One of four prosecutors who quit the Roger Stone case after Attorney General William Barr intervened to recommend a lighter sentence says there was "significant pressure" to cut Stone a "break" because he was close to President Trump. "What I heard—repeatedly—was that Roger Stone was being treated differently from any other defendant because of his relationship to the president," Aaron Zelinsky will tell the House Judiciary Committee Wednesday, according to prepared testimony seen by Politico. "I was also told that the acting US Attorney was giving Stone such unprecedentedly favorable treatment because he was 'afraid of the president.'" Zelinsky says the pressure to go easy on Stone came from the "highest levels" of the Justice Department.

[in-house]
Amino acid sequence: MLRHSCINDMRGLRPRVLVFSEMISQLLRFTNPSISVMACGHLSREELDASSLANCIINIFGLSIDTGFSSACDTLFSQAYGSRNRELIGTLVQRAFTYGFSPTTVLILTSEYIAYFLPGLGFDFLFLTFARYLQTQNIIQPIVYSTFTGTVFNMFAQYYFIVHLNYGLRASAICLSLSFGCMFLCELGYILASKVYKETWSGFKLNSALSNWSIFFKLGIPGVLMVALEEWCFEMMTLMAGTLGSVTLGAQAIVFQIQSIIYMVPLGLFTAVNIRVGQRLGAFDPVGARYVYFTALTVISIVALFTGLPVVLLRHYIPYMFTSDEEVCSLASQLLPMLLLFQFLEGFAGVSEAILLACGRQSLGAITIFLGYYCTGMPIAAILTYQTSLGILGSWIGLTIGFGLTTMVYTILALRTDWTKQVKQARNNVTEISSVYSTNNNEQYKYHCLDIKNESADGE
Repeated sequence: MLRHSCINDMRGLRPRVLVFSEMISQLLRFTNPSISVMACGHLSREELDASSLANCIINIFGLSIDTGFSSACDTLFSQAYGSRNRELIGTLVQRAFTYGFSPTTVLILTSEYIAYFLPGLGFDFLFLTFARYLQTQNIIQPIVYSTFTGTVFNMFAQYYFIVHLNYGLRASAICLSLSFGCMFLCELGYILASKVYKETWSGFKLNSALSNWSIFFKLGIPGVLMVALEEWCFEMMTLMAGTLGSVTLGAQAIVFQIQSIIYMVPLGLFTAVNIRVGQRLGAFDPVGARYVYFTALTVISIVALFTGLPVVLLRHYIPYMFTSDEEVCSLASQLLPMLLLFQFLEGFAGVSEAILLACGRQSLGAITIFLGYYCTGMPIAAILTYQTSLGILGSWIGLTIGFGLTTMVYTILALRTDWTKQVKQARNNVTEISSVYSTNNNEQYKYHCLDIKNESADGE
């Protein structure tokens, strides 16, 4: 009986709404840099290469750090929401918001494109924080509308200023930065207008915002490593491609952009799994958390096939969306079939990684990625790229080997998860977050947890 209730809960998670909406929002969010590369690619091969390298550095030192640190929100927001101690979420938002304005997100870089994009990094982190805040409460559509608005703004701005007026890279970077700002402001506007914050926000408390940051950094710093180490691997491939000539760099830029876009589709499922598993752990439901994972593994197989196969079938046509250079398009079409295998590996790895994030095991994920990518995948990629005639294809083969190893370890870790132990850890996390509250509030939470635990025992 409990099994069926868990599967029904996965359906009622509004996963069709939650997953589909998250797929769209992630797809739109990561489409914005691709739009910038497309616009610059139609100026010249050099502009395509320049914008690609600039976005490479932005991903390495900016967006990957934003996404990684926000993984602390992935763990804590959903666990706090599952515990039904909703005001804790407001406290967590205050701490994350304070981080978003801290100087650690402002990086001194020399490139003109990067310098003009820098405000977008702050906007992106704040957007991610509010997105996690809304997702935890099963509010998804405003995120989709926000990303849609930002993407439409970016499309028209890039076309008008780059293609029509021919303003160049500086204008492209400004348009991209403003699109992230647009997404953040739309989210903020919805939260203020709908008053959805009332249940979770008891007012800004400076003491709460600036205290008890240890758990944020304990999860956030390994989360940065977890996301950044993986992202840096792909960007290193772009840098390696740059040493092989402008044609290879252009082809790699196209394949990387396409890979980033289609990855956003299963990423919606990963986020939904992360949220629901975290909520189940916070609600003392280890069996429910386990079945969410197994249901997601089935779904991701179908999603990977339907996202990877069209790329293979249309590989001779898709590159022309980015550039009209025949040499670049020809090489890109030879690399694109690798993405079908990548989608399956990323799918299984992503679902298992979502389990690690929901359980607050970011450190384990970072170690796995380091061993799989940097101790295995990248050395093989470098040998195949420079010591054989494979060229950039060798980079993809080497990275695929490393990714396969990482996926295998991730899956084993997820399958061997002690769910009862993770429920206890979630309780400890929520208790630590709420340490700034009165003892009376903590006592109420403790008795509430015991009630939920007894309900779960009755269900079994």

Stone was sentenced to 40 months earlier this year for witness tampering and lying to Congress. Prosecutors initially recommended up to 9 years. Zelinsky, who is now a federal prosecutor in Maryland, says the handling of the sentencing recommendation was "unusual and unprecedented," with Justice Department higher-ups seeking to "outright distort the events that transpired in his trial and the criminal conduct that gave rise to his conviction," the Wall Street Journal reports. The Wednesday hearing will focus on the politicization of the Justice Department under Barr, Democrats say. John Elias, an antitrust official who accuses Barr of ordering investigations of mergers of cannabis companies because of his personal dislike of the industry, will also testify, reports CNN. (Stone is due to start serving his sentence next week, but Trump has strongly hinted that he will be pardoned.)